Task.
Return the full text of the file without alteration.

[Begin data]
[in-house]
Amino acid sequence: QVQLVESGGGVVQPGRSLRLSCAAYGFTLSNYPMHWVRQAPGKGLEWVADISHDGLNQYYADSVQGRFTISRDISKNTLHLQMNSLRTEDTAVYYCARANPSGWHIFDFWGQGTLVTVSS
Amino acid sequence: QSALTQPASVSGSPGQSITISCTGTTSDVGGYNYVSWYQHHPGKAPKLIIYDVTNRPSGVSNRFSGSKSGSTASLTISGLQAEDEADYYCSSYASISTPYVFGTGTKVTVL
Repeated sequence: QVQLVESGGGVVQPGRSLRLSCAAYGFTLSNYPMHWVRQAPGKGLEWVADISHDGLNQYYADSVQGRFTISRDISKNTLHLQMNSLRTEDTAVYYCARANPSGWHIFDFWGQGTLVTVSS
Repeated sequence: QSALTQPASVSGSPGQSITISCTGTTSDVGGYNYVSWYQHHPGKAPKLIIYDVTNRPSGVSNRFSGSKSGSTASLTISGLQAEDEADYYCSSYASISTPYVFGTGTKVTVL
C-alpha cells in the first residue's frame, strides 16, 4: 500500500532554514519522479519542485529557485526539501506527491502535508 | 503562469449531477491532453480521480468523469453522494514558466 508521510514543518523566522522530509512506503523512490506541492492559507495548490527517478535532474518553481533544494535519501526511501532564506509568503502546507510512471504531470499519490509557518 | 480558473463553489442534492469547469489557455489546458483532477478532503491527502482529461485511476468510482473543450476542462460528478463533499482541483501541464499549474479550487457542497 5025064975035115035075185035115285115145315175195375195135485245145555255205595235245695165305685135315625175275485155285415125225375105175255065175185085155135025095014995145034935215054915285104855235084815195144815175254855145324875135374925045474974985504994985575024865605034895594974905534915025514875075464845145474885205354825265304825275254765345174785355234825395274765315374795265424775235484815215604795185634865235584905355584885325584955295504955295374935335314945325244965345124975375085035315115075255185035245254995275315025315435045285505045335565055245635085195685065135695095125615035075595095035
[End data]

[in-house]
Amino acid sequence: QVQLVESGGGVVQPGRSLRLSCAAYGFTLSNYPMHWVRQAPGKGLEWVADISHDGLNQYYADSVQGRFTISRDISKNTLHLQMNSLRTEDTAVYYCARANPSGWHIFDFWGQGTLVTVSS
Amino acid sequence: QSALTQPASVSGSPGQSITISCTGTTSDVGGYNYVSWYQHHPGKAPKLIIYDVTNRPSGVSNRFSGSKSGSTASLTISGLQAEDEADYYCSSYASISTPYVFGTGTKVTVL
Repeated sequence: QVQLVESGGGVVQPGRSLRLSCAAYGFTLSNYPMHWVRQAPGKGLEWVADISHDGLNQYYADSVQGRFTISRDISKNTLHLQMNSLRTEDTAVYYCARANPSGWHIFDFWGQGTLVTVSS
Repeated sequence: QSALTQPASVSGSPGQSITISCTGTTSDVGGYNYVSWYQHHPGKAPKLIIYDVTNRPSGVSNRFSGSKSGSTASLTISGLQAEDEADYYCSSYASISTPYVFGTGTKVTVL
C-alpha cells in the first residue's frame, strides 16, 4: 500500500532554514519522479519542485529557485526539501506527491502535508 | 503562469449531477491532453480521480468523469453522494514558466 508521510514543518523566522522530509512506503523512490506541492492559507495548490527517478535532474518553481533544494535519501526511501532564506509568503502546507510512471504531470499519490509557518 | 480558473463553489442534492469547469489557455489546458483532477478532503491527502482529461485511476468510482473543450476542462460528478463533499482541483501541464499549474479550487457542497 5025064975035115035075185035115285115145315175195375195135485245145555255205595235245695165305685135315625175275485155285415125225375105175255065175185085155135025095014995145034935215054915285104855235084815195144815175254855145324875135374925045474974985504994985575024865605034895594974905534915025514875075464845145474885205354825265304825275254765345174785355234825395274765315374795265424775235484815215604795185634865235584905355584885325584955295504955295374935335314945325244965345124975375085035315115075255185035245254995275315025315435045285505045335565055245635085195685065135695095125615035075595095035